Once you get the hang of it, you'll be hooked on fishing for snook.
One of only a few fish to change sex, common snook are male until they reach about 26 to 28 inches in length when they become female. Though there are actually four species of snook found in Florida, the three smaller species never exceed 18 inches, so most anglers fish for the common snook; a fish capable of reaching weights over 30 pounds.
Found in the coastal waters of the Atlantic Ocean and the Caribbean Sea, snook are caught in the US from southern Florida to Texas. Revered for their fighting capabilities, snook have a devout following among in-shore anglers. Requiring skill and patience to land, snook are also prized for their mild taste and firm, white meat. Since it’s illegal to buy or sell snook, the only way to eat one is to catch it yourself.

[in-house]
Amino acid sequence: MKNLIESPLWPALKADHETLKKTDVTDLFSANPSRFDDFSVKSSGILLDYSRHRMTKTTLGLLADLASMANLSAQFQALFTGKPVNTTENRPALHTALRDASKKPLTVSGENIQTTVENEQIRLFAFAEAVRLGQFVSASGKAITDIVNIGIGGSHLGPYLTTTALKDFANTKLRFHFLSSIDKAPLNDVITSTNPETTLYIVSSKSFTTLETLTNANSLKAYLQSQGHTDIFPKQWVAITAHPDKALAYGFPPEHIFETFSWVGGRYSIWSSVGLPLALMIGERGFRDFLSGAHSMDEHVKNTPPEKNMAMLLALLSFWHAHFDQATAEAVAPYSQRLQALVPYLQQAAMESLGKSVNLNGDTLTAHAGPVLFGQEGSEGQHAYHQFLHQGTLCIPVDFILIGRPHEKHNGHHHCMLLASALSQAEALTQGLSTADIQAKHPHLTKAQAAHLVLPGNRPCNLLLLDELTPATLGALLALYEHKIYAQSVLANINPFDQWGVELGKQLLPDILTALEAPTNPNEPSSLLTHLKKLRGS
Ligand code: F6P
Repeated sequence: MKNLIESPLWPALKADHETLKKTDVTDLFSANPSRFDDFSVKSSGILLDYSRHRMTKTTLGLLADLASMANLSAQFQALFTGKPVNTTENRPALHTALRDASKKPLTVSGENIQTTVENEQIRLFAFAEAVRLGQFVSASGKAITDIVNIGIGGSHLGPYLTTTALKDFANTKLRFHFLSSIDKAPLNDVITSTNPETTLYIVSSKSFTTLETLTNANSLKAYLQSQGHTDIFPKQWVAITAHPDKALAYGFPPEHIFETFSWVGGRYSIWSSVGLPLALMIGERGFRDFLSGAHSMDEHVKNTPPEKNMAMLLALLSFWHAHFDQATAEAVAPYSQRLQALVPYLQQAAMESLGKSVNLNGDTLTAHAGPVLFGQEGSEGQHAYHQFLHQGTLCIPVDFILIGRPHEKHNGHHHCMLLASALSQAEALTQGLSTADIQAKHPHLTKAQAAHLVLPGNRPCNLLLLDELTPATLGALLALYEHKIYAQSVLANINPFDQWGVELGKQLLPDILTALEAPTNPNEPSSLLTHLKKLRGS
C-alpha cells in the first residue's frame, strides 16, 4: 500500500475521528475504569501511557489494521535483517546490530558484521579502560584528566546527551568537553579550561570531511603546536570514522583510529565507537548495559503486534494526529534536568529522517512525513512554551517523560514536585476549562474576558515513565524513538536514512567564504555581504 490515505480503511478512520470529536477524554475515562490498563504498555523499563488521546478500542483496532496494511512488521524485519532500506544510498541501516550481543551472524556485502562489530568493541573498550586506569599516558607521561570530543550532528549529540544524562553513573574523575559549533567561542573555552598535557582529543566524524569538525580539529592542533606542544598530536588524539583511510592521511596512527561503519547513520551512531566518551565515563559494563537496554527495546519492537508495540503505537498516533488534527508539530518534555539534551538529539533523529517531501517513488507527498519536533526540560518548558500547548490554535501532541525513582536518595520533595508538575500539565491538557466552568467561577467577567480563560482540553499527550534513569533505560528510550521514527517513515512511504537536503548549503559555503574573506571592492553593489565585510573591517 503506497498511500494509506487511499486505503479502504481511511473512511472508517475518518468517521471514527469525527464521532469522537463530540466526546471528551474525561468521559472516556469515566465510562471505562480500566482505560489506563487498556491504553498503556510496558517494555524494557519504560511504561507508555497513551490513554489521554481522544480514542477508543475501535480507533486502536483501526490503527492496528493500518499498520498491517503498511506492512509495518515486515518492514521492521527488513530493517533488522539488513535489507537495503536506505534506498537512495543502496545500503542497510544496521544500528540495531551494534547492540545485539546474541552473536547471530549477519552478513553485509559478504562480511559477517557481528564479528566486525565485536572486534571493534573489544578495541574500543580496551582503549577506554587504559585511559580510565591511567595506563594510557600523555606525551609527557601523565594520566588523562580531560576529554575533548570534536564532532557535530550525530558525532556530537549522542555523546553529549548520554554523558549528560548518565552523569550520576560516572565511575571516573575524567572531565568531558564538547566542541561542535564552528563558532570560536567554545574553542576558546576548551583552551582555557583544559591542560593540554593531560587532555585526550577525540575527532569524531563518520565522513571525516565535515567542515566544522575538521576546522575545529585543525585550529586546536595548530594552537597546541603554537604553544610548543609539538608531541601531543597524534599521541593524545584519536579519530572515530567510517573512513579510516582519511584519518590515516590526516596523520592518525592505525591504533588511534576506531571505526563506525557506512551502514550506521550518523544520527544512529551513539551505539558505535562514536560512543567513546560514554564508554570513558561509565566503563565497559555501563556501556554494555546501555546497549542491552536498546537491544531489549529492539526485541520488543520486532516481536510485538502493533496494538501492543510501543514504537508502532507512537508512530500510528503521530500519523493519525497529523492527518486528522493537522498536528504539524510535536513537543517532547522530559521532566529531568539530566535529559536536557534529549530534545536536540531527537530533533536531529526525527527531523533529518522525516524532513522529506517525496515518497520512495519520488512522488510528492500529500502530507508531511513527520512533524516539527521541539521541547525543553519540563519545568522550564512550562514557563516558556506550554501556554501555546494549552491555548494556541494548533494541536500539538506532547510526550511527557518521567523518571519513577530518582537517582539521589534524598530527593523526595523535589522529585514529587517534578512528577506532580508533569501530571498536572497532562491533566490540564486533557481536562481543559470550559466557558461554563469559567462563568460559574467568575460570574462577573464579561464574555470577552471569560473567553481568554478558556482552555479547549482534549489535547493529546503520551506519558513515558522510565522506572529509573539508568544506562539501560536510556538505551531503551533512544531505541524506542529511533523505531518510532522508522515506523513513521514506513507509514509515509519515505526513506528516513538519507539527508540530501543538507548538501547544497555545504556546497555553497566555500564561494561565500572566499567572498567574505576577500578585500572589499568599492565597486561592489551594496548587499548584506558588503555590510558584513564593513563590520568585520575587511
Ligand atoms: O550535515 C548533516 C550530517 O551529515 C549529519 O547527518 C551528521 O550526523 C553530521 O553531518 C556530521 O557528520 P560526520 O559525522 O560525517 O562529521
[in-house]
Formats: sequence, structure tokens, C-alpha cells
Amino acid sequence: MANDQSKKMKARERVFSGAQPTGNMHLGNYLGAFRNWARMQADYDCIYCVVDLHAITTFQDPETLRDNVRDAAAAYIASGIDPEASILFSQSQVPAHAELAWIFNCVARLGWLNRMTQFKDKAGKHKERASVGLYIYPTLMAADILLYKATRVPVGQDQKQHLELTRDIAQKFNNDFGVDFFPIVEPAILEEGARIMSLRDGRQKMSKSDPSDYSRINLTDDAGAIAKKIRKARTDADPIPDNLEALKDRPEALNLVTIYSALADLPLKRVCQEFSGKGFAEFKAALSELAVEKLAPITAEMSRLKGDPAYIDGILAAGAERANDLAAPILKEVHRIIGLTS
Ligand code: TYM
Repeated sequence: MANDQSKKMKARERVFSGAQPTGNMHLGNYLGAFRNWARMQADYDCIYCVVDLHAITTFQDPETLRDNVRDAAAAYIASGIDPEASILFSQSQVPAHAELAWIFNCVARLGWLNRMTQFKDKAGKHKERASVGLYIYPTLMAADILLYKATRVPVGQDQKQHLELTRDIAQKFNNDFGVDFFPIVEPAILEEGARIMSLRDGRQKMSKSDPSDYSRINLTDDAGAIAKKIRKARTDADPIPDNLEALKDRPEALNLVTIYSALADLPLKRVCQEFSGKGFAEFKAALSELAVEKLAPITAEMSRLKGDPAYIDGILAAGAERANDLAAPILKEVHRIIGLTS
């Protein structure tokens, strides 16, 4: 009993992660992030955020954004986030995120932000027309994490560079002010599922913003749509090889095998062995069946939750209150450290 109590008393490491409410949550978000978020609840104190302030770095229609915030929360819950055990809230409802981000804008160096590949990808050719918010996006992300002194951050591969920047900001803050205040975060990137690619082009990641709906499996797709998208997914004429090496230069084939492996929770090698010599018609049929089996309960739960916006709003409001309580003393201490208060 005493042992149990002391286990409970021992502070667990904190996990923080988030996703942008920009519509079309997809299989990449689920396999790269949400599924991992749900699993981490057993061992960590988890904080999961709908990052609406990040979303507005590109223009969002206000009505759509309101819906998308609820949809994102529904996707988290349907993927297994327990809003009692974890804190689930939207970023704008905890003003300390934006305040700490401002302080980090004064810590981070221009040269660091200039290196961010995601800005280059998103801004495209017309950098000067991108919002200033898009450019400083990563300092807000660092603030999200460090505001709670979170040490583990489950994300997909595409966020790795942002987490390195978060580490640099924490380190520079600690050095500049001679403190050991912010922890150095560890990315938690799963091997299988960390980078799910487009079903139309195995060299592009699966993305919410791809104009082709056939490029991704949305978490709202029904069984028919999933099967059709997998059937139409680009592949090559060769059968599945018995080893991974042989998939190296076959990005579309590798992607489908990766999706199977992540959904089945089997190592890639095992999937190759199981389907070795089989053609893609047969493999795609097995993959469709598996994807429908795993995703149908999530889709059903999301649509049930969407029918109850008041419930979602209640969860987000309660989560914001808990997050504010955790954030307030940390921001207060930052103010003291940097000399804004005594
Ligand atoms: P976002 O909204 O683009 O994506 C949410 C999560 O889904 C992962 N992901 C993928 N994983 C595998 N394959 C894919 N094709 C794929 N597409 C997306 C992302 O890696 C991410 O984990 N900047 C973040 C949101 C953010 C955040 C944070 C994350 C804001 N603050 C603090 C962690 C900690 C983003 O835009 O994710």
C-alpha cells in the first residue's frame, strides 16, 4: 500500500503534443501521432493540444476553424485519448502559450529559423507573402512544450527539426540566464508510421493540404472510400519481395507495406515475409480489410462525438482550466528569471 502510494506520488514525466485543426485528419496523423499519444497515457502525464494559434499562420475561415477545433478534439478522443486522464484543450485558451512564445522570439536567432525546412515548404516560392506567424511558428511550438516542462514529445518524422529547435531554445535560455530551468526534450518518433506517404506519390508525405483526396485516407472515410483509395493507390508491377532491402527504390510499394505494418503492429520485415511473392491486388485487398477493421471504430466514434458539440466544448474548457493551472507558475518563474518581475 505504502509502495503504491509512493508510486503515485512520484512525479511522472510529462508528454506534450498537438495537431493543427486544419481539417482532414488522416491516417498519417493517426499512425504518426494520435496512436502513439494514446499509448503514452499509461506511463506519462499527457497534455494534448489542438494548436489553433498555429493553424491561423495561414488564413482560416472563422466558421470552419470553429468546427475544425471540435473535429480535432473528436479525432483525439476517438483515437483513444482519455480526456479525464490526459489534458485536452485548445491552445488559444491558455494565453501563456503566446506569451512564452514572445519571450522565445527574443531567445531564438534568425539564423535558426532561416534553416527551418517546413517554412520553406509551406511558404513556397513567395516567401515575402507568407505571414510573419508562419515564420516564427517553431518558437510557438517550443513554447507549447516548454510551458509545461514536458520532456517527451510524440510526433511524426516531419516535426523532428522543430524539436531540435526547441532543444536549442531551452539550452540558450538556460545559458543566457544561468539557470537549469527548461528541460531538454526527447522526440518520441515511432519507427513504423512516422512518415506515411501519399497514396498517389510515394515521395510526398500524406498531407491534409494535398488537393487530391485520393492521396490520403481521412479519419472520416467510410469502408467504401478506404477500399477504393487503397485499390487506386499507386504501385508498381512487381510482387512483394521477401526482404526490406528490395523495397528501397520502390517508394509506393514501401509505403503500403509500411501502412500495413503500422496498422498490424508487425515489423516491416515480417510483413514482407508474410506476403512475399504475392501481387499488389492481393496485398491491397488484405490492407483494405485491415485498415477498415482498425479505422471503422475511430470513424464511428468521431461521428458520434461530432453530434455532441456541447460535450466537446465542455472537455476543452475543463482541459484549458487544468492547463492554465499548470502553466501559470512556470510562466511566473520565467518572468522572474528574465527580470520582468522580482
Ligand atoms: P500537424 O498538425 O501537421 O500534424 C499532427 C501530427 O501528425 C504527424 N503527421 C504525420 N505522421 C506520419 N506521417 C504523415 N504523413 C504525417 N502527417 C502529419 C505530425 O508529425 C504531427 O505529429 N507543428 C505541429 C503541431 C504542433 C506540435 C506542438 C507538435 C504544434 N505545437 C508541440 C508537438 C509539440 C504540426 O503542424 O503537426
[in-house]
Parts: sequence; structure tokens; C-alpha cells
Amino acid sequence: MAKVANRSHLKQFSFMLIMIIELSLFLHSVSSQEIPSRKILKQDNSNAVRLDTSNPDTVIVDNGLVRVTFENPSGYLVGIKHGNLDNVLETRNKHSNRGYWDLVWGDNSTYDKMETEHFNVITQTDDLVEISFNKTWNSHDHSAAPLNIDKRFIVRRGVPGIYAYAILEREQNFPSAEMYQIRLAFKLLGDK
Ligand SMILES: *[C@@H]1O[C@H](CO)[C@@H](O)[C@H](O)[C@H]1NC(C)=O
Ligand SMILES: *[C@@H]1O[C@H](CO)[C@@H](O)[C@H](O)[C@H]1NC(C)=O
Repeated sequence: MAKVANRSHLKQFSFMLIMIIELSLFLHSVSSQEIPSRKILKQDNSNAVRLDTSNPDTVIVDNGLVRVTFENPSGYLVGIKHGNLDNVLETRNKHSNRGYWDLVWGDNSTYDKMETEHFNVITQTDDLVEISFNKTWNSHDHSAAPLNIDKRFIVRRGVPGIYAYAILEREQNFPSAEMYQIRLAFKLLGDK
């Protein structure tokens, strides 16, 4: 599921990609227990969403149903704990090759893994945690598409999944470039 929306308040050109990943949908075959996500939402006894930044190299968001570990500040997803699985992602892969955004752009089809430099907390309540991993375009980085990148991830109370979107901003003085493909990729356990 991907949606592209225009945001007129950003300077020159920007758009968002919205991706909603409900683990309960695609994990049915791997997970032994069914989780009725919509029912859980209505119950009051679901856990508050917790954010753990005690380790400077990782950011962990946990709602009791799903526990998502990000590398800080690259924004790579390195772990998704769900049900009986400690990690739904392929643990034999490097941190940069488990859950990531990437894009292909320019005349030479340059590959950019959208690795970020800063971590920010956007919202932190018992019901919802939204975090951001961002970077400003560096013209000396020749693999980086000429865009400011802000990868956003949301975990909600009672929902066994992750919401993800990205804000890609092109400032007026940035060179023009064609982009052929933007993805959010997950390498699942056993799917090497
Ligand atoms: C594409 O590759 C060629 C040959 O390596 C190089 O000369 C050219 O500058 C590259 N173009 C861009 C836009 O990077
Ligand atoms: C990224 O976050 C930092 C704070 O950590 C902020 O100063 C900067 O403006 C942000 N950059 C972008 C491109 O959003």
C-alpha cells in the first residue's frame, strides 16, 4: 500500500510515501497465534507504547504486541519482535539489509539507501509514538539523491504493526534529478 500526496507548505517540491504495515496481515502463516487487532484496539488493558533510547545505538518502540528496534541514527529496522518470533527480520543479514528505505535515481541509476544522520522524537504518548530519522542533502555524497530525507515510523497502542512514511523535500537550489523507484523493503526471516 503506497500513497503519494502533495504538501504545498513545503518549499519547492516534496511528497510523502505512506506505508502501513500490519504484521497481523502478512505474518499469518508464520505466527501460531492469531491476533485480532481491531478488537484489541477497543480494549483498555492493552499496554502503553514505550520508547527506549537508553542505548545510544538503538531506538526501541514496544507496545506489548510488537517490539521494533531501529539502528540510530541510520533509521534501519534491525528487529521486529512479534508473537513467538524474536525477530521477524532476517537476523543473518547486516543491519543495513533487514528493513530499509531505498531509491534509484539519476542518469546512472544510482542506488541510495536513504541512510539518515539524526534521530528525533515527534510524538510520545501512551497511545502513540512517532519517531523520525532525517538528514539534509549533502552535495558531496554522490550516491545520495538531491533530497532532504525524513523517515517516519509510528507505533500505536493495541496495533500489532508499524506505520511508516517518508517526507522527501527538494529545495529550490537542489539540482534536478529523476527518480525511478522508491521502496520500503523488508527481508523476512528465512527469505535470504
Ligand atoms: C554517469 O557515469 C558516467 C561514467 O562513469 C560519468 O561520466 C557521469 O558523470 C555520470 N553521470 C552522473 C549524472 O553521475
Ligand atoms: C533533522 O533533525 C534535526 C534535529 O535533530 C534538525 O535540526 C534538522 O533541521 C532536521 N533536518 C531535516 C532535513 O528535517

Snook can be found in salt, fresh and brackish waters and prefer warmer water, heading south when water temperature drops below 60 degrees Fahrenheit. Preferring protected waters and passages, snook can often be found near docks, pilings, structures, and overhanging mangroves.
A hungry snook will hit a variety of bait including small live fish, shrimp or crabs. Artificial lures are also popular with anglers hunting snook. Fish-shaped soft and hard bodied lures, along with shrimp-tipped jigs and spoons, are among the favorites. Because snook tend to like bait that passes right in front of its nose, top snook anglers have good casting skills that take them as close as possible to shore or structures without getting hung up.
Snook make for excellent nighttime fishing and tend to lurk in the shadows near lighted docks and seawalls. Some anglers bring their own light using a Coleman lantern or other similar method to attract baitfish—meaning the snook won’t be far behind.
While snook fishing may require a little skill and finesse, once you’ve landed one of these beauties, you’ll be hooked.
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